Amazon (NASDAQ:AMZN) stock rose to a new all-time high after the company reported fantastic national and international order growth in response to its Prime Day promotion.
The second annual Prime Day was a huge hit, generating sales on the level of Black Friday or Cyber Monday. It also generated much less backlash than the previous year's event did; consumers then were upset with the deals being offered.
In this clip from the Motley Fool Money radio show, Chris Hill, Jason Moser, Ron Gross, and Simon Erickson talk about a couple of reasons the company has done so well. They also discuss why the soaring success of Amazon's Prime service might make investors want to reevaluate their holdings in certain membership-based warehouse companies (cough, cough, Costco (NASDAQ:COST), cough).
A full transcript follows the video.
This podcast was recorded on July 15, 2016.
Chris Hill: Shares of Amazon hitting another all-time high this week, and why not? The company says sales from its Prime Day promotion were the biggest ever with orders in the U.S. up more than 50%, international orders up more than 60%. Jason, I'm guessing you were not surprised.
Jason Moser: Well, no, I'm not surprised. I mean, you know that I got something from Prime Day. Your little trolling on Twitter notwithstanding, I'm feeling very good about my purchase. I think everybody in our house actually bought something, which is kind of fun. It's nice to be a part of it. But I think, obviously, Amazon is on to something very big here.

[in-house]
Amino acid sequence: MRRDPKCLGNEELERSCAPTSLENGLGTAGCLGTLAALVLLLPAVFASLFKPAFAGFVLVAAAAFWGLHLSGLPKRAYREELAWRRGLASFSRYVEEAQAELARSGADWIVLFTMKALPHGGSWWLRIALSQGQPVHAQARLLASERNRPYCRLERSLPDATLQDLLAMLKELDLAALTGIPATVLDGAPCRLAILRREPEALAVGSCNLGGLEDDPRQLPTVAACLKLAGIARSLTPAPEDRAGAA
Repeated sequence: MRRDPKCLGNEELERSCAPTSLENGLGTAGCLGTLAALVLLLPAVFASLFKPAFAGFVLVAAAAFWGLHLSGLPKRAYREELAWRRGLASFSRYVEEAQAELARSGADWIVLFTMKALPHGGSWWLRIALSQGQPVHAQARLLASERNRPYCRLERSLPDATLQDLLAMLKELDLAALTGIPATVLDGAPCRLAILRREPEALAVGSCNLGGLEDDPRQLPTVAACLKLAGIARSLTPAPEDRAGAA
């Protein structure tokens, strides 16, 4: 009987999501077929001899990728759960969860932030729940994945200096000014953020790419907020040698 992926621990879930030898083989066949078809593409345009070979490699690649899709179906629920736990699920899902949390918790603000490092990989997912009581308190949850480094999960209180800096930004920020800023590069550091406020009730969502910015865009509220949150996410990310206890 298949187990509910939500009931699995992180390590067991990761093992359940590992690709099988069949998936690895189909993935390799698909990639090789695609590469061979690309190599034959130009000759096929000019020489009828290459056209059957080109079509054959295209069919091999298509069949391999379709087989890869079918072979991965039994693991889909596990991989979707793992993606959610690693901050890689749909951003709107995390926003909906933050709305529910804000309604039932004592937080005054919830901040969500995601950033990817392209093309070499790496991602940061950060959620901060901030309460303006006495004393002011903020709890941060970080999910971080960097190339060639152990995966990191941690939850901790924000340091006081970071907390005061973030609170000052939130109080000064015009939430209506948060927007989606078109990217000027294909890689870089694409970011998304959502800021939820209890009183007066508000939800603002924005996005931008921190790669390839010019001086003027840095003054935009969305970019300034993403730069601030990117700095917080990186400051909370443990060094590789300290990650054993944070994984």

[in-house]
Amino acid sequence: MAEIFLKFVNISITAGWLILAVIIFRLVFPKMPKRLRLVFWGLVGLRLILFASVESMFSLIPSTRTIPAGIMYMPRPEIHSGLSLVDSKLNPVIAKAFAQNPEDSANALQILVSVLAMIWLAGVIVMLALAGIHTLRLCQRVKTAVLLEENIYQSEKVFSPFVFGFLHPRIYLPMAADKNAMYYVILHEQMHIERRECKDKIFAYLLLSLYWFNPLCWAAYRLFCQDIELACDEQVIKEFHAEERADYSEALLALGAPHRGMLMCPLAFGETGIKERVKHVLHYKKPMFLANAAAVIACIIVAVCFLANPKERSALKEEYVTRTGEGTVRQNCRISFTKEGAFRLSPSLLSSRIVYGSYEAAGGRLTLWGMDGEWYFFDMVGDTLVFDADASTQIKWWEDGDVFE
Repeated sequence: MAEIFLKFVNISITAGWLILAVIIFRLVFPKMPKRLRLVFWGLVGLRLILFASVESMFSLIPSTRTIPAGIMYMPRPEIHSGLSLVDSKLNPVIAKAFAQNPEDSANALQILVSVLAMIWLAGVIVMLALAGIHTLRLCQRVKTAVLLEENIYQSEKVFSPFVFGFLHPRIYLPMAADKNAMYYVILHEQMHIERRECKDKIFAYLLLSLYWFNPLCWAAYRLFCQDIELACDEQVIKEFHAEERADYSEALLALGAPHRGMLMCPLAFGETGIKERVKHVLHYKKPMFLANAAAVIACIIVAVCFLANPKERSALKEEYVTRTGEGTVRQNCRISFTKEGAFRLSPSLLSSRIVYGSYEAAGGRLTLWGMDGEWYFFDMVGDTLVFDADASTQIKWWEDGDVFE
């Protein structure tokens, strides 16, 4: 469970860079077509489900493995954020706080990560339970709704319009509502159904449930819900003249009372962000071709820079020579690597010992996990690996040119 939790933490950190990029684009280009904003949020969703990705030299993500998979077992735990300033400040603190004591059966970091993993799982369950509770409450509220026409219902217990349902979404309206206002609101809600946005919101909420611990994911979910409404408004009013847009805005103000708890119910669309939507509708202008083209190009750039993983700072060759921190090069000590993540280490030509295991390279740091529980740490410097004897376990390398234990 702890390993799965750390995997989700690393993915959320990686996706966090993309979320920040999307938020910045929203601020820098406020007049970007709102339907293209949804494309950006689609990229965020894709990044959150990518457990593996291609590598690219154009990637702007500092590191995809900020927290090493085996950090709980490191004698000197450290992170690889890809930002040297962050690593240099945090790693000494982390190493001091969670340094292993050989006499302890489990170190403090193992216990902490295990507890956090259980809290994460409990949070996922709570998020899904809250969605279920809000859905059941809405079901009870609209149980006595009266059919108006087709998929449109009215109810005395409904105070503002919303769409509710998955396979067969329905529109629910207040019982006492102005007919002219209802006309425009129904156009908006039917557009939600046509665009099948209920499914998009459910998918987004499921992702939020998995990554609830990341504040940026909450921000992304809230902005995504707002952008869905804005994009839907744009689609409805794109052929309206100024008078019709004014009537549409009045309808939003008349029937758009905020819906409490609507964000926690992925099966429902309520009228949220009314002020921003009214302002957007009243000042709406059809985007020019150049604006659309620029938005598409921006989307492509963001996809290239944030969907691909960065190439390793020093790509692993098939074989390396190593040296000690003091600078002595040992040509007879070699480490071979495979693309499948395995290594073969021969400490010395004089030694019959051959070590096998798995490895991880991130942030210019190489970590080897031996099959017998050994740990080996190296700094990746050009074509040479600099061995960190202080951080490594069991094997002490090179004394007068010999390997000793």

It's no surprise that Prime Day continues to do very well. I think the biggest mistake that probably most investors that like to take the bear side with Amazon make is, when they start focusing on Amazon, and the fact that maybe it's not necessarily always the low-price provider -- that's really just one part of the equation for Amazon.
I think there was a time ago, when the big leap was being made in regards to e-commerce, that people would actually have the patience to wait for something to be shipped. But then again, what if it was the wrong thing? What if they had to return it? There was a customer service aspect that was still very much up for debate there. And Amazon, I think, saw a big opportunity there, and has really, I think, blown all of those notions out of the water in showing that it's not all necessarily just about being the low-cost provider. It's about convenience. It's about a great customer experience. And it's right in line with Amazon's stated mission of becoming the most customer-centric company on the face of the Earth.
Again, we've talked about this before: You look back 10 years, we never would have given Amazon the credit for being a device company, so to speak. That was never really why we invested in the company to begin with. But, you fast-forward to today, beyond just the Kindle, the tablets, with the Echo, with everything they've done here to date in the device and the hardware side of things. The beauty of that is that the hardware just enables the consumer to make Amazon a part of their lives almost on a daily basis, if not on a daily basis.